With a gloriously jazz-y score by Leonard Bernstein, outfitted with witty lyrics by Betty Comden and Adolph Green (the show’s book writers as well), the musical spirals through the guys’ adventures, which get detoured because of one of them, Gaby (Tony Yazbeck), takes a shine to a poster he sees on the subway. He wants, no needs, to meet the month’s “Miss Turnstiles,” Ivy (Megan Fairchild). So his buds, Ozzie (Clyde Alves) and Chip (Jay Armstrong Johnson) change their plans to help him find her, and along the way, they meet women for themselves. For Chip, it’s aggressive cab driver Hildy (Alysha Umphress) and for Ozzie, it’s the very-much-engaged, but still on the prowl, Claire (Elizabeth Stanley).
Director John Rando carefully balances the show’s diverging and converging storylines as well as its disparate elements overall. At one moment, On the Town is just a big old fat valentine to New York; at another, it’s satire of the city and its denizens; and then, there are its screwball comedy moments. Of course, as the show was originally adapted from Jerome Robbins’ ballet, Fancy Free, there’s loads of dance, which has been expertly choreographed by Joshua Bergasse and when danced by Fairchild (of New York City Ballet), there are moments of breathtaking beauty and grace to be found on stage.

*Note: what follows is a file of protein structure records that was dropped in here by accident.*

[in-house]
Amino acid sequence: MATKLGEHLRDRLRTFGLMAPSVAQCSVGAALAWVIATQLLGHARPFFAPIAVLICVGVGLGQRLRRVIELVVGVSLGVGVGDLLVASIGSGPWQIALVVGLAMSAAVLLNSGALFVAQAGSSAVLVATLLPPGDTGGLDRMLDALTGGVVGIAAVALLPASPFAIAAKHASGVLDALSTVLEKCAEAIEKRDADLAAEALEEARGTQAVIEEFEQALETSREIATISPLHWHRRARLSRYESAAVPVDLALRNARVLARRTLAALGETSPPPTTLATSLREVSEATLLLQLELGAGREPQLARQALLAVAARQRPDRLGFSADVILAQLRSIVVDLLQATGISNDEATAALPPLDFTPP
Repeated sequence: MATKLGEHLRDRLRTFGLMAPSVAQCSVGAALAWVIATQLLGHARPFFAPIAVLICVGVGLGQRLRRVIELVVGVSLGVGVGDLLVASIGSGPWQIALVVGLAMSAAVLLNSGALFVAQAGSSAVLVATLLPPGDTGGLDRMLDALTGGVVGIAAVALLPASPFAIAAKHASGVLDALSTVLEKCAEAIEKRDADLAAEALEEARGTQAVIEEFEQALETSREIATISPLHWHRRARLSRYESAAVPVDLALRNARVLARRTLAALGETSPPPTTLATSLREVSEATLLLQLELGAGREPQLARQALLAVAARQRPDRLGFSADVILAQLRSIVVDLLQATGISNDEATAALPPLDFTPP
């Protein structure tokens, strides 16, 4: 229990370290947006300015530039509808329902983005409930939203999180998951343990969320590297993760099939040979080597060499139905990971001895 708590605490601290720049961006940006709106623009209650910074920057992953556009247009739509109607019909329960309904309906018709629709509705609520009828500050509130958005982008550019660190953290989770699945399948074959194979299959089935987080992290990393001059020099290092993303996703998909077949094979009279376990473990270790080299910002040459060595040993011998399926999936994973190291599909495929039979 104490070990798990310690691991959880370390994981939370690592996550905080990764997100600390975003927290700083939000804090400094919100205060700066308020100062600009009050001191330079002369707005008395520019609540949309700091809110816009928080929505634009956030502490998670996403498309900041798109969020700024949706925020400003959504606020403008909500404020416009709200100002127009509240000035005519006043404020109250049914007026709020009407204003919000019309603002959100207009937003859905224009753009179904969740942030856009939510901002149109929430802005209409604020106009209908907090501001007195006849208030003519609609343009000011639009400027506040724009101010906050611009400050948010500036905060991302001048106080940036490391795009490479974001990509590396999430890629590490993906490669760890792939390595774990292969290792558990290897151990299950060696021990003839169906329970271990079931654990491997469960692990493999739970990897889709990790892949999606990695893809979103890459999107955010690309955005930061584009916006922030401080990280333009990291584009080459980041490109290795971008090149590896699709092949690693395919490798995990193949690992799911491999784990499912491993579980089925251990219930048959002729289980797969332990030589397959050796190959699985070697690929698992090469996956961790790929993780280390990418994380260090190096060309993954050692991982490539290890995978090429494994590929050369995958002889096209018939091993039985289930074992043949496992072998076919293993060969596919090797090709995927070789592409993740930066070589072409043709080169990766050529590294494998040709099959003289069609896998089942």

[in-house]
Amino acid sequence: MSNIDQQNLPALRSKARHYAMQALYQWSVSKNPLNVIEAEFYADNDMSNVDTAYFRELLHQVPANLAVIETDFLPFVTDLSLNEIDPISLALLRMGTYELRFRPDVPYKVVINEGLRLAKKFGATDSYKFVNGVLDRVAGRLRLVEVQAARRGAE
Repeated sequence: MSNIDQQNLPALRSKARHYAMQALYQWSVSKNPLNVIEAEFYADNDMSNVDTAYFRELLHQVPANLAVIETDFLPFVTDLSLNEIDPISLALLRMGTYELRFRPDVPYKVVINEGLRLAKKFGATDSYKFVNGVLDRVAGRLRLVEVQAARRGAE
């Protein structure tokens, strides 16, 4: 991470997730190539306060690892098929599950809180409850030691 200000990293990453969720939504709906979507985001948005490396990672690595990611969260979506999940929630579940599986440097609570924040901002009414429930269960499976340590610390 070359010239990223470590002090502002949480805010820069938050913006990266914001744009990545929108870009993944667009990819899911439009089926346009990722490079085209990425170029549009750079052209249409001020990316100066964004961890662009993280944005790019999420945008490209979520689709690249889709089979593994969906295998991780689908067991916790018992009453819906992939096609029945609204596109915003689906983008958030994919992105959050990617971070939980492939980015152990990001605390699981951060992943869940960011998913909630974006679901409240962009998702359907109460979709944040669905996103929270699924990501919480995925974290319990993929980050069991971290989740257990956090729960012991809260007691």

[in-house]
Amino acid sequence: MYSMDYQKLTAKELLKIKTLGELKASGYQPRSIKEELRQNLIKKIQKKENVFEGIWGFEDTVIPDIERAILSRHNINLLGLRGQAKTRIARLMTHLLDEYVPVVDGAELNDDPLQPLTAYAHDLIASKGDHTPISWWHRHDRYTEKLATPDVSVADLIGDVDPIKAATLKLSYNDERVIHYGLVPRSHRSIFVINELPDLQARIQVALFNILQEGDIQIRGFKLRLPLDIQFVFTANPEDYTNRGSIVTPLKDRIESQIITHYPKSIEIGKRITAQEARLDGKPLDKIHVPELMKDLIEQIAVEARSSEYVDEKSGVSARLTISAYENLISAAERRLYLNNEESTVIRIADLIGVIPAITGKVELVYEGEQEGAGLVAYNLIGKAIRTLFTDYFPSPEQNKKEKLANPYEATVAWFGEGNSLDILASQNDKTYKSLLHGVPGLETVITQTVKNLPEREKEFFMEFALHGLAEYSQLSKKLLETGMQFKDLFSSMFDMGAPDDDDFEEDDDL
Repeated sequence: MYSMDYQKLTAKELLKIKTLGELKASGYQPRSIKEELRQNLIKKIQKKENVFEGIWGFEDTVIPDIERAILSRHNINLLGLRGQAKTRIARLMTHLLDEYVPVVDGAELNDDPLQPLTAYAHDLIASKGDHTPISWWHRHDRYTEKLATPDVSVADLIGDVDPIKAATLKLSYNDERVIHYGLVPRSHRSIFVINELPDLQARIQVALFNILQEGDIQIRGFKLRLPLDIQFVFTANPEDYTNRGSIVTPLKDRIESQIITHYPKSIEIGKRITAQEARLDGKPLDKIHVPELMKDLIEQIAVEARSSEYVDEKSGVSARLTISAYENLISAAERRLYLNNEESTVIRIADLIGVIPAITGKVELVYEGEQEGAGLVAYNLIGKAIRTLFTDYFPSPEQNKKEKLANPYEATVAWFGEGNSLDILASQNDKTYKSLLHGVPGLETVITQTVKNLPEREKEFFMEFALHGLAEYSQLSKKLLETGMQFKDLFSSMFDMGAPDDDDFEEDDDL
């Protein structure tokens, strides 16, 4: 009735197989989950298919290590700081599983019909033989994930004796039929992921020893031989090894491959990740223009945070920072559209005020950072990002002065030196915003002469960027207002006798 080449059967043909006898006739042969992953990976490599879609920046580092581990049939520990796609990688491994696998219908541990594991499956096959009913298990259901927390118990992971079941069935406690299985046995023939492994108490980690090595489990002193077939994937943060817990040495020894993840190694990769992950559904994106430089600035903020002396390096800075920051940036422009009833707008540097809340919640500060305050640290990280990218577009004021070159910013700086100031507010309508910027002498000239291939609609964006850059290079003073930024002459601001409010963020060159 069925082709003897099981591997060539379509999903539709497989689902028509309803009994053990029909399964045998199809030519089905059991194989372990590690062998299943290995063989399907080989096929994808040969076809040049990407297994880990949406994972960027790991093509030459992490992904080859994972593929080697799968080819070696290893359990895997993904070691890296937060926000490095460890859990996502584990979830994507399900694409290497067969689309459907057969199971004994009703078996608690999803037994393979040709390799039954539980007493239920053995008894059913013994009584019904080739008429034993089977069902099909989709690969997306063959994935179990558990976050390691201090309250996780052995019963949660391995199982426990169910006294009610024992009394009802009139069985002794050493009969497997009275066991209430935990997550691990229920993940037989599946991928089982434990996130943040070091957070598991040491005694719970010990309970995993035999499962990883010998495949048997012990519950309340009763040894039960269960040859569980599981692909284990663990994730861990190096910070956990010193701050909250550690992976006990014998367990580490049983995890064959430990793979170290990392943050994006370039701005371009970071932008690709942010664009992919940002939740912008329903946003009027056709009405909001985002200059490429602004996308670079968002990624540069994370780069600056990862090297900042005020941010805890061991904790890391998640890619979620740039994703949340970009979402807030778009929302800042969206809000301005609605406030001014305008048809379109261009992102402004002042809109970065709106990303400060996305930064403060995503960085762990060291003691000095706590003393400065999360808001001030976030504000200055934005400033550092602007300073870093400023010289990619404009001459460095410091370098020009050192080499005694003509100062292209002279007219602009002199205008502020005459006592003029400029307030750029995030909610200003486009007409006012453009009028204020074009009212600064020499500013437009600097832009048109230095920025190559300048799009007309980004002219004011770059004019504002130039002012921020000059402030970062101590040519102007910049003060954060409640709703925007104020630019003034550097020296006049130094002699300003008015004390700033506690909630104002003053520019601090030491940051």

The same can be said of the music overall. The production uses the show’s original orchestrations with its whopping 28 pieces, a bonanza of musicians by today’s Broadway standards, and as the music cascades up and out of the pit, it sounds as big, brash and buoyant as the fairytale New York the show depicts.
All of this is enough for audiences to lose themselves in this frolicsome tuner, and to, most likely, not notice that the performances are about as varied as the show itself. There are some utterly delightful turns, like Johnson’s warmly goofball Midwesterner Chip, and Alves’ edgy Ozzie. Umphress brings just the right amount of charming coarseness to her work as Hildy, and as mentioned, Fairchild dances like a dream. She also happens to be about as wholesome and fetching as a Kewpie doll that someone might win at Coney Island (where the show eventually lands).